July 21, 2005

Does Cultural Cognition Matter?

Anything I say about voter behavior is likely to be wrong. But I'll take another crack at it. Dan Kahan and Donald Braman of Yale have put out a new paper, "Cultural Cognition and Public Policy" that puts forward a somewhat-obvious, somewhat-neglected argument. Many of us like to think that, if only we could disseminate correct information about the world—say, the mounds and mounds of scientific evidence that global warming exists—people would come around to our policy views. Not so, argue these folks. If all our differences on policy questions were simply due to the fact that we all have imperfect empirical information, than these opinions would be randomly distributed. But that's not what happens. Cultural cognition plays a huge role here.

Drawing on the cultural theory of risk, Kahan and Braman graph cultural typology along two axes, with four compass points: individualist vs. solidarist, and hierarchist vs. egalitarian. Where a person sits along these axes is far more likely to determine your policy preferences on various cultural issues than party affiliation or "ideology." So, for instance, people who are more egalitarian or solidaristic are more likely to a) worry about global warming, and b) believe that it is real and a serious problem. Likewise, people who are more hierarchical or individualistic are more likely to oppose gun control as a matter of principle, but also more likely to believe that gun control actually has perverse effects. Willingness to believe certain facts is very much affected by cultural worldview. This also helps explain why a non-expert who believes that global warming is real is also statistically very likely to believe that, say, gun control can prevent violence, even though there's no reason why a non-expert should necessarily believe both empirical results.

As I say, that's all pretty obvious so far. Cultural cognition structures facts, and it also filters facts. An egalitarian person is more likely to listen to other egalitarians, and trust what they have to say. Likewise, scientists or researchers with a particular worldview are likely to be biased in their findings. Frankly, it's not much of a surprise that the Center for Budget and Policy Priorities always discovers that supply-side economics is bullshit, and it's not much of a surprise that I always trust them. Meanwhile, I'm prey to all sorts of mental biases that reinforce these positions. There's cognitive-dissonance avoidance (believing that what's noble is benign, and what's ignoble is dangerous—e.g., liberal belief that Guantanamo will fuel a global backlash.) Or group polarization, which Cass Sunstein has done much with. Meanwhile, I'm more likely to believe that I've arrived at my empirically-based beliefs through objective assessment, and that my opponents are hostage to some biased worldview. And I'm certainly not a perfect Bayesian. So biases due to cultural cognition accumulate over time.

Anyway, enough of that. How does this all affect voting behavior? Well, let's revisit the Tom Frank thesis: Voters are inclined to vote against their self-interest (i.e. Republican) because they're overly-swayed cultural factors. Now I once suggested that maybe it's not actually in the narrow self-interest of that many voters to actually vote Democrat. I wasn't happy with the post, though. So let's revise Frank in terms of cultural cognition: Voters' cultural worldviews incline them to believe that a given set of policies actually is in their self-interest to support, regardless of the facts. Moreover, voters don't spend nearly as much time as, say, bloggers do thinking about public policy. Instead they're inclined to trust whoever shares their cultural outlook on all empirical matters.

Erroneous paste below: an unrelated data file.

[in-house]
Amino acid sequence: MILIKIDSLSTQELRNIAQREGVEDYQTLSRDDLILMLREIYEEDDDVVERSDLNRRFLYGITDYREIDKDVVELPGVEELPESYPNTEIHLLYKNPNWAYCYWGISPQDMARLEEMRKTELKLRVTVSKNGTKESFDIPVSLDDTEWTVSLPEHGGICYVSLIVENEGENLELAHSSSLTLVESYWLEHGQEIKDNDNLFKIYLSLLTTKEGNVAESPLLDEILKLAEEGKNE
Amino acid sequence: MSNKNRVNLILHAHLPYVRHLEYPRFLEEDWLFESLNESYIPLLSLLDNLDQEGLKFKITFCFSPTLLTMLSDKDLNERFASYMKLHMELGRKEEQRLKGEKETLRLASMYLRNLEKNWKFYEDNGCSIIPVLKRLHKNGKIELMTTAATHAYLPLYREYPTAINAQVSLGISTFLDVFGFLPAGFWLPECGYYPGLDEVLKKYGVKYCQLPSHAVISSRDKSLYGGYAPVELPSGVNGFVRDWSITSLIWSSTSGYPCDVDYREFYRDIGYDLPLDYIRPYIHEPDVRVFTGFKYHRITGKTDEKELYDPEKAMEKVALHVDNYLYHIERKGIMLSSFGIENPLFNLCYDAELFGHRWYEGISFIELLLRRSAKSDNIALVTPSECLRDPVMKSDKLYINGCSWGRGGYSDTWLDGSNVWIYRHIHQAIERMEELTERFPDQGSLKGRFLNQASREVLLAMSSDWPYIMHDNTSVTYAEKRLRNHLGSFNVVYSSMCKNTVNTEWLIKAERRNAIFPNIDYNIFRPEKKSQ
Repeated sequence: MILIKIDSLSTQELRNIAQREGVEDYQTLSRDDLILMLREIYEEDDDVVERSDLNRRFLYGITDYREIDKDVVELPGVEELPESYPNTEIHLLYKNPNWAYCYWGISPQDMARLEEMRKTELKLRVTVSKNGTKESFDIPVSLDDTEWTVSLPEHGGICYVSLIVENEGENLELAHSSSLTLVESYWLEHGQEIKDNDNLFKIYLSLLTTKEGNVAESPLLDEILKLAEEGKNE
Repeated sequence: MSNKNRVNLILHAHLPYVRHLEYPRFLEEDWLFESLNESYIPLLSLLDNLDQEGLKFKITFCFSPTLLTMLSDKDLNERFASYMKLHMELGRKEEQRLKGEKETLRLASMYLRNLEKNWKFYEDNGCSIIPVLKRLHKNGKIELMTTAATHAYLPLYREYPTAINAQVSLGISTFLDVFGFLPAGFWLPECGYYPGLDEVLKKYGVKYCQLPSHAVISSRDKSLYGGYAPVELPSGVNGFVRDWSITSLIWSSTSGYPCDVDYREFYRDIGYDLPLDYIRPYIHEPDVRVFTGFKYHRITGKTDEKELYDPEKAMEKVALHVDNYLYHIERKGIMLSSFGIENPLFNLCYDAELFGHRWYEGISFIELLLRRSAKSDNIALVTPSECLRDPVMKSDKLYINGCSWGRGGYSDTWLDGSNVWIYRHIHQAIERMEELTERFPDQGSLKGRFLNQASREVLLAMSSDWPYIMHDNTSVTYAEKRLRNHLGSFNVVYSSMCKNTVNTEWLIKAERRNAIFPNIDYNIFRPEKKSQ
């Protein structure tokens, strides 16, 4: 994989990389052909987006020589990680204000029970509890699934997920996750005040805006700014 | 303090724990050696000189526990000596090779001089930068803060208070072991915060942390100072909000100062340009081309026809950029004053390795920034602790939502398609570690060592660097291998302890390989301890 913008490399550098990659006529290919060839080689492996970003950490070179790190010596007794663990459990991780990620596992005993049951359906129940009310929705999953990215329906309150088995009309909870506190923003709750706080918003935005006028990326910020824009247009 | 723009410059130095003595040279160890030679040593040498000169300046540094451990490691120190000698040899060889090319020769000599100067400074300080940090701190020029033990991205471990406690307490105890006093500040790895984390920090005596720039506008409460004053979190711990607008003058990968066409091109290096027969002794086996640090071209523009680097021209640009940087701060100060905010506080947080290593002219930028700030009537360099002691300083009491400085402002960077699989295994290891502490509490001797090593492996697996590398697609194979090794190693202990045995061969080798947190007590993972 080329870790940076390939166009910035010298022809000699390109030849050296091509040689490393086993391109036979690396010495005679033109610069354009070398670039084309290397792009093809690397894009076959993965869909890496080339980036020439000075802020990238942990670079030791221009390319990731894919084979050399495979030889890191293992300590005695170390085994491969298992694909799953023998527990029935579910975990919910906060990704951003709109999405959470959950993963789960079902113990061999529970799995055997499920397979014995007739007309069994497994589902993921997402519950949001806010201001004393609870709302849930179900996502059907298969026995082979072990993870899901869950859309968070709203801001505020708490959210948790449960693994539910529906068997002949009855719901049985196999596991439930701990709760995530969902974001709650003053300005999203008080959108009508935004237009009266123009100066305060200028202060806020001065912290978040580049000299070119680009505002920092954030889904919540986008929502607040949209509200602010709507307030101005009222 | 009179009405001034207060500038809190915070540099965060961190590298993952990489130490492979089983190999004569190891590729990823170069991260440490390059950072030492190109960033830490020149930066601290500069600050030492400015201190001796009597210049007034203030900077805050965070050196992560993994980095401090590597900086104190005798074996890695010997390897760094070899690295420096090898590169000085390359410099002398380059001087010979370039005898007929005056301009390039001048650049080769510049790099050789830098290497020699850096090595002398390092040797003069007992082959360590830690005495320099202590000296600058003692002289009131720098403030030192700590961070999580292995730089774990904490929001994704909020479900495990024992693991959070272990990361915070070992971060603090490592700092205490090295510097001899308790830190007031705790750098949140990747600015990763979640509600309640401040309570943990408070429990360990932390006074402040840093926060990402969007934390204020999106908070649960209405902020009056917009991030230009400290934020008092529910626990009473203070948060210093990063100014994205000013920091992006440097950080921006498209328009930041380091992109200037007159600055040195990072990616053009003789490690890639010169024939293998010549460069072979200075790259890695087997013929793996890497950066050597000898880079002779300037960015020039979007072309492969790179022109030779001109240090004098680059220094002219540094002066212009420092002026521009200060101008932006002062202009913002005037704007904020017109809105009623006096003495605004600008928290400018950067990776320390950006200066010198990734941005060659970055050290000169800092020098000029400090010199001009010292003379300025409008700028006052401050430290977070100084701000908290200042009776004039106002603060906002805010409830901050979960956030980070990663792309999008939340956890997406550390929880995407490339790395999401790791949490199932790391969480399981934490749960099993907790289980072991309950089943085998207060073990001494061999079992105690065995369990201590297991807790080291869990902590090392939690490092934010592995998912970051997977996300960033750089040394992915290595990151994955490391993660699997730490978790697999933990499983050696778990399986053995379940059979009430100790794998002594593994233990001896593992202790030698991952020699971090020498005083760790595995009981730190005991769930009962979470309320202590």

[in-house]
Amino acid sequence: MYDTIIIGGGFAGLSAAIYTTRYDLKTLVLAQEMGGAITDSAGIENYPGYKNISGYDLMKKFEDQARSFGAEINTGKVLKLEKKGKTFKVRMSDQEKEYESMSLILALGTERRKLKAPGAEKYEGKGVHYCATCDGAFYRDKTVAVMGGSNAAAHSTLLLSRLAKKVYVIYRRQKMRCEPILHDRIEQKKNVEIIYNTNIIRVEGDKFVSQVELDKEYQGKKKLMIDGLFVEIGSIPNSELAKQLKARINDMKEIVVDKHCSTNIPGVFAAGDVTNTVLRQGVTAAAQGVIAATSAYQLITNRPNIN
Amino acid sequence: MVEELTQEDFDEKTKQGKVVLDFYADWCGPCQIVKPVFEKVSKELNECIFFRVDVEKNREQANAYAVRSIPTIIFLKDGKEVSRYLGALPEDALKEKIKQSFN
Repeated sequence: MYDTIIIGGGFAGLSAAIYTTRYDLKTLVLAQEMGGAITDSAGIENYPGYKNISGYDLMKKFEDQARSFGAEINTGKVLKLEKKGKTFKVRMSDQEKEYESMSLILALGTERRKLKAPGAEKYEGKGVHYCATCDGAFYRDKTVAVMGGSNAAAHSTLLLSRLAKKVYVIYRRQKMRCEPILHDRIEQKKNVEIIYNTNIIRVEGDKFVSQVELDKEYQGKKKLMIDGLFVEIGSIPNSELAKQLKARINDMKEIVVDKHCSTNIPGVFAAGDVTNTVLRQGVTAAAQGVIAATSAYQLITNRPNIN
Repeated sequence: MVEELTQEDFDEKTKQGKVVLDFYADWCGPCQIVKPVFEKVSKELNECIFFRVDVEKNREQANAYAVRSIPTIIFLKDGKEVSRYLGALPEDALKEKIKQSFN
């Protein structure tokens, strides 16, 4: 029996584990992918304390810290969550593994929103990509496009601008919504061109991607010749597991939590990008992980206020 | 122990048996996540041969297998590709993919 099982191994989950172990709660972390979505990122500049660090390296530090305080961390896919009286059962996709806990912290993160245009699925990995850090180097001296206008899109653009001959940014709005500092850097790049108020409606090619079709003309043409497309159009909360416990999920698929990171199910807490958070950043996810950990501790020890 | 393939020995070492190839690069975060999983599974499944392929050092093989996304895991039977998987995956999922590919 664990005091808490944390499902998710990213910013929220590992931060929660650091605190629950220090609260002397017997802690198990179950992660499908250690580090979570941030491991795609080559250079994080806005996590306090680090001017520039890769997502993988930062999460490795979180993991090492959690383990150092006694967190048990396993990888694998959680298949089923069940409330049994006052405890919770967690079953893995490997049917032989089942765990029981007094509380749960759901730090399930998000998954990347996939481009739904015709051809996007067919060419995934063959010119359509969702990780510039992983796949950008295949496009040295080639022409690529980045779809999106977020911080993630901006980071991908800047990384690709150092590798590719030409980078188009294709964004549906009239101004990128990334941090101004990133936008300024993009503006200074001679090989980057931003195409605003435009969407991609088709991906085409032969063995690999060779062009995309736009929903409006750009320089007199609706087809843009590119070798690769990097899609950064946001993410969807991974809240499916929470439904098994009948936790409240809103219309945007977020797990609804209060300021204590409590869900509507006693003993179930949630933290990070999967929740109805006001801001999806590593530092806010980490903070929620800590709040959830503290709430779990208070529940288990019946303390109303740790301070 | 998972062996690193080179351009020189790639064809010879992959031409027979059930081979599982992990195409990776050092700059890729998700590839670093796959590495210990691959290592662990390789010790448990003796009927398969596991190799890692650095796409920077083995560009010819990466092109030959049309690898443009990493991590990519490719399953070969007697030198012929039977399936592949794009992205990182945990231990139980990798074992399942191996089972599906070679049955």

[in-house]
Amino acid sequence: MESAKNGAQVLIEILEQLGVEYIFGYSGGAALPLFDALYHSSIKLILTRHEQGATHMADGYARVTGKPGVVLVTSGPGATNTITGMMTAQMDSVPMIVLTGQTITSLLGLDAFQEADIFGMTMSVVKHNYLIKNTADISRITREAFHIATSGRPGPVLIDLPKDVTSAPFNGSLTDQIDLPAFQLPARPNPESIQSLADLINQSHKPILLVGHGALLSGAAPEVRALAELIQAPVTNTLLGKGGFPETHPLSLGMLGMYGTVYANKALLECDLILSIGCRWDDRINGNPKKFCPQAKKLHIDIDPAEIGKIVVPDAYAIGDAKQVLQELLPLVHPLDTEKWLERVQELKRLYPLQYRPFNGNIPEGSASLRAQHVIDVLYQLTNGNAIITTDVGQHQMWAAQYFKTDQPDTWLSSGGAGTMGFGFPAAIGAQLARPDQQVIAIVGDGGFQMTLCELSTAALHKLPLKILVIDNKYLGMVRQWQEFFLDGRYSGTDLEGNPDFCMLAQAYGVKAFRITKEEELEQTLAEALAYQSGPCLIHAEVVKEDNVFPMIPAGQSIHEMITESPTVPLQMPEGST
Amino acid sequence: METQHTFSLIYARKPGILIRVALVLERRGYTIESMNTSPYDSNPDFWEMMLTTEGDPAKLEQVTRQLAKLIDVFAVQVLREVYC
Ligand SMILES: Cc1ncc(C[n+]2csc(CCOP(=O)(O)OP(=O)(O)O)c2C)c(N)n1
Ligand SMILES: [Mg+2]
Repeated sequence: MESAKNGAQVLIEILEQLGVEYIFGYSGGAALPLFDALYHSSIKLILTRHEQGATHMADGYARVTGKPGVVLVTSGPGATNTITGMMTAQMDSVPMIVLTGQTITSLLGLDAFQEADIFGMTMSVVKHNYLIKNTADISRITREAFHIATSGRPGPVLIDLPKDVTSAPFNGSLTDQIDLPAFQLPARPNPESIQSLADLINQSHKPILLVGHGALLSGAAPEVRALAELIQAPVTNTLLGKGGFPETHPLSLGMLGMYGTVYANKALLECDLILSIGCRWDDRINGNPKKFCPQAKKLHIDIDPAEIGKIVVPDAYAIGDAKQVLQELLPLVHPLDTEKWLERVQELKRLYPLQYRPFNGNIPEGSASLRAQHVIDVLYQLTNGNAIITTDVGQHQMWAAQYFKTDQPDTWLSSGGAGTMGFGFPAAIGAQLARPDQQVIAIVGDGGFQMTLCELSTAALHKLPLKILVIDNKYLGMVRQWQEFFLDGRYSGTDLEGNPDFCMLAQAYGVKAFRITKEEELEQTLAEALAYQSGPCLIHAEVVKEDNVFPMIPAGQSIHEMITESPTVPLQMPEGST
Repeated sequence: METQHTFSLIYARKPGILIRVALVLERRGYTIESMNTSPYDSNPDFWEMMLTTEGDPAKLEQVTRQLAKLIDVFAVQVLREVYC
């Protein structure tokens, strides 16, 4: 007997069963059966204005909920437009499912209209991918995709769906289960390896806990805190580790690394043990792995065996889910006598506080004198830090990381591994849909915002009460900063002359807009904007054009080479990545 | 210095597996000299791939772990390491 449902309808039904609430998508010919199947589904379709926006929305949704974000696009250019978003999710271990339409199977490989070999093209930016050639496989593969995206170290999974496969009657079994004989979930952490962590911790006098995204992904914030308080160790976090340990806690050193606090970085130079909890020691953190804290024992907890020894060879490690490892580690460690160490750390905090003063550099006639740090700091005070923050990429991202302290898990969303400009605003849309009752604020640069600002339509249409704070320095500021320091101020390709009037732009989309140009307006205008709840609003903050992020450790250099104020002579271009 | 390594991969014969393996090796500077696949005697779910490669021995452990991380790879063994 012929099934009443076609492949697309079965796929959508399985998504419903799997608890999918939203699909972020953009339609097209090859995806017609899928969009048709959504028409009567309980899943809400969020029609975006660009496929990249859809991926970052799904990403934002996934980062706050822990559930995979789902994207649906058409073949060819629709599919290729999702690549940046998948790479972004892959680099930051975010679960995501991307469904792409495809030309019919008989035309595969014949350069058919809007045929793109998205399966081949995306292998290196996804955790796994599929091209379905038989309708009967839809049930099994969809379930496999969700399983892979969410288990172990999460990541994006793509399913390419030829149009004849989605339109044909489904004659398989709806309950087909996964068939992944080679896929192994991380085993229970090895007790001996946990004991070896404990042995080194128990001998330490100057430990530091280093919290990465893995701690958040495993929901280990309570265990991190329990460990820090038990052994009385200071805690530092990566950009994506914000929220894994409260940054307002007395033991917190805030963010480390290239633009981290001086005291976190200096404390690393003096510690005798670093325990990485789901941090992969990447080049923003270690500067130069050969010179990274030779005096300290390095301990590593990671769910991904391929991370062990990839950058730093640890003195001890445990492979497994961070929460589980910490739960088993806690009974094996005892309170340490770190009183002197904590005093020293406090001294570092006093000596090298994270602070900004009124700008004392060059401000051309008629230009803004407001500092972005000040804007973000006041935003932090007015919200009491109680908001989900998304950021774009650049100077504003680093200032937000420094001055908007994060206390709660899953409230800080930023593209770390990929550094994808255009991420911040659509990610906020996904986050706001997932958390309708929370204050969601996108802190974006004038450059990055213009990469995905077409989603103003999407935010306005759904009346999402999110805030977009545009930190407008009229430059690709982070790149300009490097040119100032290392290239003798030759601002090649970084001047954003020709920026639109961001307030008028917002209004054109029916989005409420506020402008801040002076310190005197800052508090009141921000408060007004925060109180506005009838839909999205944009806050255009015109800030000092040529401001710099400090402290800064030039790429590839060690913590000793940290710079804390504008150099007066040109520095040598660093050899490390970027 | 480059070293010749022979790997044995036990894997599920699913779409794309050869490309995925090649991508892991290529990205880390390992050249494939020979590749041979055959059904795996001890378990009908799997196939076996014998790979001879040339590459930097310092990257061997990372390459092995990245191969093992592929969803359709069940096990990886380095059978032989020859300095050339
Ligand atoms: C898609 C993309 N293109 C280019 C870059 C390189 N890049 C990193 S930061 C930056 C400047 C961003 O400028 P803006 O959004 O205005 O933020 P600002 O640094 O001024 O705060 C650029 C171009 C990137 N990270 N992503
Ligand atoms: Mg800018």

In other words, it might not be enough to say to a white working class male in Kansas, "Look, you're continually being screwed by the ruling class. They've dismantled labor protections. Your wages have deteriorated. And yet you go for it because they rile you up about gay marriage!" It won't work. Odds are, unless he believes you share his cultural worldview, he won't trust your assessment of economic life. Or to put it another way: "Moral values" voters probably didn't look at Bush and think, "Hm, he hates gays too," and thus forget all about economic self-interest. They probably thought, "Hm, he hates gays too, so his line about how Kerry's tax hike will hurt small businesses is probably true and important." Now what Bush said about taxes was utter bullshit. Good luck convincing anyone of that, though! The same might go for voter perceptions of foreign policy too. "Hm, he thinks gay marriage will harm society, so he's probably right that the Iraq war has made us safer." To some extent, the ability of rational persuasion to change that is limited, even if we did shut down right-wing talk radio.

That's not to say that everything depends on gay-bashing, though that's one possible conclusion. Nor is it to say that Democratic politicians could never connect with a certain class of voters. Obviously, if white working-class rural voters think that, say, Montana Gov. Brian Schweitzer shares their cultural worldview, they're more likely to trust him on various empirical matters that the non-expert can't evaluate on his or her own. And debates can probably be "reframed" to take them out of their usual cultural context, although I don't think George Lakoff is the man you want here. Kahan and Braman, for instance, suggest that reframing can happen if "the common perception that the outcome of [a] debate is a measure of the social status of competing groups" is dissipated. That's not Lakoff, right? But they explain no further. Well, that's all I have for now. Clearly there's much more to be said.
-- Brad Plumer 3:42 PM || ||